the play, it is the first time that English-born Michael Morris is

directing at GSP. Saint met Morris when he was the managing director

of London’s Old Vic Theatre, a job he held from 1997 to 2001. Morris

is currently resident director of the Ojai Playwrights Conference,

a playwrights’ summertime retreat in Ojai, California, devoted to

new play development by writers from around the nation. Morris, says

Saint, "has the fierce intelligence that this play needs."

Intelligence is the word that Saint uses again to describe

actor Ali Marsh, who played Tess in last season’s "The Sisters

Rosensweig" and will play the pivotal role of Catherine in "Proof."

Saint and I consider the different way that each of the three high-profile

actresses — Mary Louise Parker, Jennifer Jason Leigh, and Anne

Heche — played the role of Catherine on Broadway. "Besides

being a very smart actor, Marsh is also much younger and will be even

more believable," he says, "as a 23-year-old whom we also see

in flashbacks as an 18-year-old."

Kelly McAndrew, who recently was seen in the Signature Theater’s production

of "Book of Days," will play her sister Claire. Brian Smiar,

who has been in the national tour of "Wit" with Princeton’s

own Judith Light, will play their father, Robert. Rounding off the

cast in the role of Hal, Robert’s protege and Catherine’s potential

love interest, is Eric Altheide, making his GSP debut. The design

team includes R. Michael Miller (setting), David Murin (costumes),

Christopher J. Bailey (lighting), and Haddon S. Kime (original music).

The steps by which "Proof" was discovered and prepared for

the big move to Broadway is a direct result of the development and

workshop process at the George Street Playhouse. It is an important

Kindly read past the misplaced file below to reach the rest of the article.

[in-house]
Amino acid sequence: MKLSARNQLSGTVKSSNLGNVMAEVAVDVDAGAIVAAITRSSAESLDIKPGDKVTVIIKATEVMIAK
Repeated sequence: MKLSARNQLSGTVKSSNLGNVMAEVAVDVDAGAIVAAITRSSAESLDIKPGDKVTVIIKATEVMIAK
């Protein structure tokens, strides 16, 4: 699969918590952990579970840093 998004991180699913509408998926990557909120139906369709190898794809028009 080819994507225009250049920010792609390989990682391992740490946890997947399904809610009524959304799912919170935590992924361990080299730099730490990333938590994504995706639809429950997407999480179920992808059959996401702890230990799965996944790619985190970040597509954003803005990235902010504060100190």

part of the artistic mission at GSP, as well as at other professional

regional theaters throughout the state. This method of discovering

and nurturing plays is essential in an economic climate that does

not allow lengthy tryouts on the road. Professional regional theaters

are the motor by which new and meritorious dramatic literature gets

a life.

"I’m trying to get Auburn to write another play for us," says

Saint. When I ask him what kind of day job Auburn has, Saint replies,

"Are you kidding? With `Proof’ he doesn’t need one." Then

Saint reminds me, "You can’t make a living in the theater, but

you can make a killing."

Despite the revenue that a participation agreement with "Proof"

would have provided GSP in this time of cutbacks, the theater has

been well represented artistically Off-Broadway with Anne Meara’s

"Down the Garden Paths," "The Spitfire Grill," and

the upcoming production of Anthony Clarvoe’s "Ctrl + Alt + Delete."

It wasn’t too long ago that Variety, the theater trade journal, cited

New Jersey as second only to California in producing new plays.

In the light of the recent and devastating proposal from Governor

McGreevey that all state funding for the arts in New Jersey be abolished,

including the elimination of the New Jersey State Council on the Arts,

it is important that he and the legislators be reminded that the $18

million distributed to the arts community returns just under $1 billion

to the state’s economy. Jeffrey Woodward, managing director of McCarter

Theater and president of ArtPride/NJ, the statewide advocacy organization,

was quoted in the Star Ledger: "We are a solution for the economic

problems, not a reason. We provide jobs, tax revenue, ancillary spending."

I asked Saint what would happen to its workshops and the touring theater

that brings five issue-oriented productions to more than 250 schools

and some 80,000 students a year without funding from the New Jersey

State Council on the Arts. "That remains to be seen, but can you

think of New Jersey without any theater," he replies.

Amid a World War II budget crisis, one of Churchill’s advisers urged

him to shut down all London’s theaters, concert halls, and art galleries

in the interest of the war effort. "Good God, man," the English

Prime Minister is said to have replied, "What the hell are we

fighting for?"

So we might say to our legislators, "What more `Proof’ do you


— Simon Saltzman

Proof, George Street Playhouse, 9 Livingston Avenue,

New Brunswick, 732-246-7717. Opening night for the New Jersey premiere

of David Auburn’s play that runs to Sunday, March 16. $26 to $50.

Friday, February 21, 8 p.m.